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October 15th, 2008 Matthew Korfhage | Food Reviews & Stories
 

Restaurant Guide 2008

     
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Higgins’ interior is generic dark hardwood and white tablecloth, its mood elegantly formal, its servers breezily chin-up. For a restaurant that pioneered Pacific Northwest cuisine and local seasonal ingredients, the mood inside—even in the less swanky bistro—couldn’t have less in common with Portland’s predominantly urban-casual approach to fine dining. But the professional sheen is no accident: Higgins has some of the best execution in town. This means not only that the breading on the tender pork schnitzel is light enough to be unironically called ethereal, the duck confit ungreasy, the salads airily pleasant, the fresh green beans left satisfyingly crisp, but also that the service attends itself handily to the specific needs of each table: formal with the formal sorts, friendly with the friendly sorts, without any break in composure. And while the menu is not as in-your-face innovative as some local haute cuisine, each dish contains a subtle turn from the expected, a refined twist or local nod that makes its own very definite impression on the palate.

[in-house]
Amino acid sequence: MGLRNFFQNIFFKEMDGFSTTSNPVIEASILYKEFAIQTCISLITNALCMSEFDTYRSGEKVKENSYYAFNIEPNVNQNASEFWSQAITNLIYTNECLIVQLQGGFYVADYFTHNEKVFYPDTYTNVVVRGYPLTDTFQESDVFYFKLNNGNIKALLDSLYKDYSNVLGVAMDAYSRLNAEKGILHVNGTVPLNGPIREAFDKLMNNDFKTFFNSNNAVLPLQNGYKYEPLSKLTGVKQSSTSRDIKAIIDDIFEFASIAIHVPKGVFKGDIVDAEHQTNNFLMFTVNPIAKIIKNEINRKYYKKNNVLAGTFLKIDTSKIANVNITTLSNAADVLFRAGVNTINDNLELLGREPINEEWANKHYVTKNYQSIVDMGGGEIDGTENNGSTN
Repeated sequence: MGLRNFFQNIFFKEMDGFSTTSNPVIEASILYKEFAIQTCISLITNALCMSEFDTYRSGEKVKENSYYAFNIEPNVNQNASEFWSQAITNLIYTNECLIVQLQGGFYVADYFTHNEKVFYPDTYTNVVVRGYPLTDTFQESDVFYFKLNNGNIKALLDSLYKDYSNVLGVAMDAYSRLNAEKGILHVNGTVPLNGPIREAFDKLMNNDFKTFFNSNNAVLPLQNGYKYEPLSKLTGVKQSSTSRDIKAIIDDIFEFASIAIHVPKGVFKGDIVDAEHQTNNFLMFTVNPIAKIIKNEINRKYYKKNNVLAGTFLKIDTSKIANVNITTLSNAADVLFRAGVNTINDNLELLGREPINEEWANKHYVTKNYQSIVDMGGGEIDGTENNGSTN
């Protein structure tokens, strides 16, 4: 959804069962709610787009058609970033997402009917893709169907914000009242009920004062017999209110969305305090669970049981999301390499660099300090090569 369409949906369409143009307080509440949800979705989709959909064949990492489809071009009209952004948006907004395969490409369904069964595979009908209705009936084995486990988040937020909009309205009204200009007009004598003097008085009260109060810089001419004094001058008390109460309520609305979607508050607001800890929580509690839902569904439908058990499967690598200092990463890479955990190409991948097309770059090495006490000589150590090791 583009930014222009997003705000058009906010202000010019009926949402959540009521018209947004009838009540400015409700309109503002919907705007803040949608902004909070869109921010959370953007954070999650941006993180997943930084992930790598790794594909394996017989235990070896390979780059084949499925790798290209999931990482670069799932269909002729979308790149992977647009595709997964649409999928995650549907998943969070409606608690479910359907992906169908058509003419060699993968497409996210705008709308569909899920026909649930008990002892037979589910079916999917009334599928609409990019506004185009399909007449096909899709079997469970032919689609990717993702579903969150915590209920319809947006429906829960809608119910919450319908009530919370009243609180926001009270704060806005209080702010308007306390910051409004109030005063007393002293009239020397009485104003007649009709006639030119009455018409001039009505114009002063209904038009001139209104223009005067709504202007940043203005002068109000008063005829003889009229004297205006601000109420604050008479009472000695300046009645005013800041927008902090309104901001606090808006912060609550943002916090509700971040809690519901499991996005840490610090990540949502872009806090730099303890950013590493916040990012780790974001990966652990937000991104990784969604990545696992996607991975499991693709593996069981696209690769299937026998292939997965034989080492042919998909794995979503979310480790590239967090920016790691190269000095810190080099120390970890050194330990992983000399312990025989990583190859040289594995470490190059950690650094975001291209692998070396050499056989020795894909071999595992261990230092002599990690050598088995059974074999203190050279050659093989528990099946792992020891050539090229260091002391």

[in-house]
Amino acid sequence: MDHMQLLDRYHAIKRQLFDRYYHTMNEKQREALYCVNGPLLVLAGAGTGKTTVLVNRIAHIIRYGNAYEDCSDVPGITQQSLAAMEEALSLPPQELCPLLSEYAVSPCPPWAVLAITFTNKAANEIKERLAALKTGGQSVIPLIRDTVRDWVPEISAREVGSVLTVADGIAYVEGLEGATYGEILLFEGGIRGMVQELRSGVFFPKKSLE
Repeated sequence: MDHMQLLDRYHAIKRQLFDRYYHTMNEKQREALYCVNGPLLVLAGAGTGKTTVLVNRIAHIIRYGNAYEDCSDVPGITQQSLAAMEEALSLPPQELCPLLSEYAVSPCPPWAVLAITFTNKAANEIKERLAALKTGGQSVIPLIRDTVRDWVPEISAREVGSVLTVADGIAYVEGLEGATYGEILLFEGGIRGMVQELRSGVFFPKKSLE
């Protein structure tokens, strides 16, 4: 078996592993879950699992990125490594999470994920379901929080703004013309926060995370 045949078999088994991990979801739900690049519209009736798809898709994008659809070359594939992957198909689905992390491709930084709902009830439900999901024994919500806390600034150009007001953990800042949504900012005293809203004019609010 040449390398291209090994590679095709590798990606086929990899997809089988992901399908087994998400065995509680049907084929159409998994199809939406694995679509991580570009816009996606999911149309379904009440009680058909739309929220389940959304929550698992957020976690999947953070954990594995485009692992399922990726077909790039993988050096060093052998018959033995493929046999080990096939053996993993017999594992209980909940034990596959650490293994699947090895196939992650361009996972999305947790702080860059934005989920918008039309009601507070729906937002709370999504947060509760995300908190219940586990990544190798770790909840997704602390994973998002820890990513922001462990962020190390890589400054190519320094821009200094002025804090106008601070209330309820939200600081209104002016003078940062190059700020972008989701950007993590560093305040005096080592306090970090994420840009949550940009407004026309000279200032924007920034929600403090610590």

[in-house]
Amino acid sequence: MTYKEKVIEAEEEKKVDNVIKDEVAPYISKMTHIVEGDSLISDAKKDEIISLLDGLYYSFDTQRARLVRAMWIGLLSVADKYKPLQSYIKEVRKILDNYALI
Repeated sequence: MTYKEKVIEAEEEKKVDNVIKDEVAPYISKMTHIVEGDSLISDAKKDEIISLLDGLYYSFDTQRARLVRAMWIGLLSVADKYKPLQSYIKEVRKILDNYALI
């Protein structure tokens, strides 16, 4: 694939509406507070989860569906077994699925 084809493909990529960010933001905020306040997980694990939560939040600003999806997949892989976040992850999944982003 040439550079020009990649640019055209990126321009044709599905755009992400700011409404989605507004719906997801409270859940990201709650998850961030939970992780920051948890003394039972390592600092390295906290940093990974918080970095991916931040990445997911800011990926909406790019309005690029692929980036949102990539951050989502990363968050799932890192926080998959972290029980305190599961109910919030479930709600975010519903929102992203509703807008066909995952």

IDEAL MEAL: The menu changes each week, but some advice: Even though vegetarians are handily accommodated, this is one place where entree viandes are both satisfying and delicate, with subtle accents and sauces. Break vegan, right here. Do it gently.

 
  • Currently 3.5/5 Stars.
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